In a preferred embodiment, the inflammatory disorder is selected among inflammatory bowel disease, Crohn's disease, ulcerative colitis, chronic colitis, diversion colitis, pouchitis; necrotizing enterocolitis; and irritable bowel syndrome; skin inflammation, such as UV or chemical-induced skin inflammation, eczema, reactive skin; eye inflammation; allergy, asthma; obesity-associated inflammation; age-related low-grade inflammation, and combinations thereof. The inflammatory disorder can also be an inflammatory condition of an inflammatory pulmonary disease, Inflammatory articular disease and Inflammatory urogenital disease. Inflammatory pulmonary diseases include cystic fibrosis, asthma and COPD (chronic obstructive pulmonary disease).

As used herein, the term “treatment” or “treating” includes any process, action, application, therapy, or the like, wherein a subject (or patient), including a human being, is provided with or administered an agent or composition (or recombinant organism expressing the agent of the invention) with the aim of improving the subject's condition, directly or indirectly, or slowing the progression of a condition or disorder in the subject, or ameliorating at least one symptom of the disease or disorder under treatment.

The composition of the present invention may be any kind of composition. The composition may be administered orally, enterally, intra-vaginally, intra-rectally, topically or ocularly, for example. For example it may be a pharmaceutical composition, a nutraceutical, a food additive, a cosmetical composition, a pet food, a food product, or a drink.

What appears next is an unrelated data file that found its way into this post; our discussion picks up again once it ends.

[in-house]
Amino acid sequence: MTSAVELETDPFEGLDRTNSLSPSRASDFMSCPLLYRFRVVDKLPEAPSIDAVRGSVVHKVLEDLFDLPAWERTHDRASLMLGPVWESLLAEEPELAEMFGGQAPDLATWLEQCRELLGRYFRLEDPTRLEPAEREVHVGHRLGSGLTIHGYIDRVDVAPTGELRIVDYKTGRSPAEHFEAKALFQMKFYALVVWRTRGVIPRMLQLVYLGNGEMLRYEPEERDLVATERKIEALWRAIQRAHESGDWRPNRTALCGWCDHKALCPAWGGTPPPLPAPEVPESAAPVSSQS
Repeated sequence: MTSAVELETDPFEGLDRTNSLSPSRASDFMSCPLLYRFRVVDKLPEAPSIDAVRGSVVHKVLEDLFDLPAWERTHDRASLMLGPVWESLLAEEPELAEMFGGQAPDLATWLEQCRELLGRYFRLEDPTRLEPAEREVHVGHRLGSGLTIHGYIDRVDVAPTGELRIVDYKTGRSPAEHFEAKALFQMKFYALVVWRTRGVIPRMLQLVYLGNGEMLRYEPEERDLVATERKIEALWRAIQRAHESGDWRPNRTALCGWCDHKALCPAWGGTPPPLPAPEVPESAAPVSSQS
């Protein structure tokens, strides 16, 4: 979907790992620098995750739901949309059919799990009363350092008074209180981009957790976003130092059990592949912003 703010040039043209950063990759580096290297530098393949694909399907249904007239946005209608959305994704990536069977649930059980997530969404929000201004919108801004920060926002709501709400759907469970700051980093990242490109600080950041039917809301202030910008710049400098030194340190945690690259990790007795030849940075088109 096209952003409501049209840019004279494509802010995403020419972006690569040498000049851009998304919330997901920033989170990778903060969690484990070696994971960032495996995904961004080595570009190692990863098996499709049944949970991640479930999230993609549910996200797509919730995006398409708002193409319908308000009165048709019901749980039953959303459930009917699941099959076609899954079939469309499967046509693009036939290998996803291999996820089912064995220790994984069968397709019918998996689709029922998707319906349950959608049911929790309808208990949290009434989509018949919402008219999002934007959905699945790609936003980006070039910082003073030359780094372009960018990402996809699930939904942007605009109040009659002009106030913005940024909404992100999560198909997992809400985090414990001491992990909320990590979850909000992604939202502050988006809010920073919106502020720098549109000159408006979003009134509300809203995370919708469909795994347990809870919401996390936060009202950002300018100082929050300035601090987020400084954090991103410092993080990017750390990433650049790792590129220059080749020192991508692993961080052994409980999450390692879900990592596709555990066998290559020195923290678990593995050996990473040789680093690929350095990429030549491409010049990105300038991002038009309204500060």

The composition according to the invention is preferably intended for oral administration. For example, compositions can be in the form of a suspension, tablet, pill, capsule or powder. Optionally, it can be in the form of a beverage, e.g. a diary or non-diary beverage.

Alternatively, the composition according to the invention is intended for rectal administration. The rectal administration can take place in the form of a suppository, enema or foam.

The subject to be treated is preferably a mammal, especially a human. It can be an infant, a child, an adult or the elderly.

The composition of the present invention can be administered once, twice, three times or four times a day. Preferably, it is administered once or twice a day, more preferably once. In addition, it can be administered every day, every two days, every three days, or once or twice a week. The treatment period can be short or long. By a short period, is intended no more than a week, for instance 3, 4, 5 or 6 days. By a long period, is intended a period of more than one week, for instance 2, 3 or 4 weeks. In a preferred embodiment, the composition is administered once or twice a day during a period of less than a week. The composition can be administered during several periods, preferably with a rest period between two periods of treatments.

The composition can be administered as a prophylactic treatment, i.e. before the occurrence of an inflammatory event. Alternatively, it can be administered in the early phase of the inflammation, for instance as soon as the first symptom(s) appear(s). In addition, it can also be administered during the acute phase of the inflammation. Finally, it can be administered during the recovering phase after the inflammation. It can also be administered during a combination of those phases. In a preferred embodiment, it can be administered in the early phase of the inflammation once or twice a day during a period of less than a week.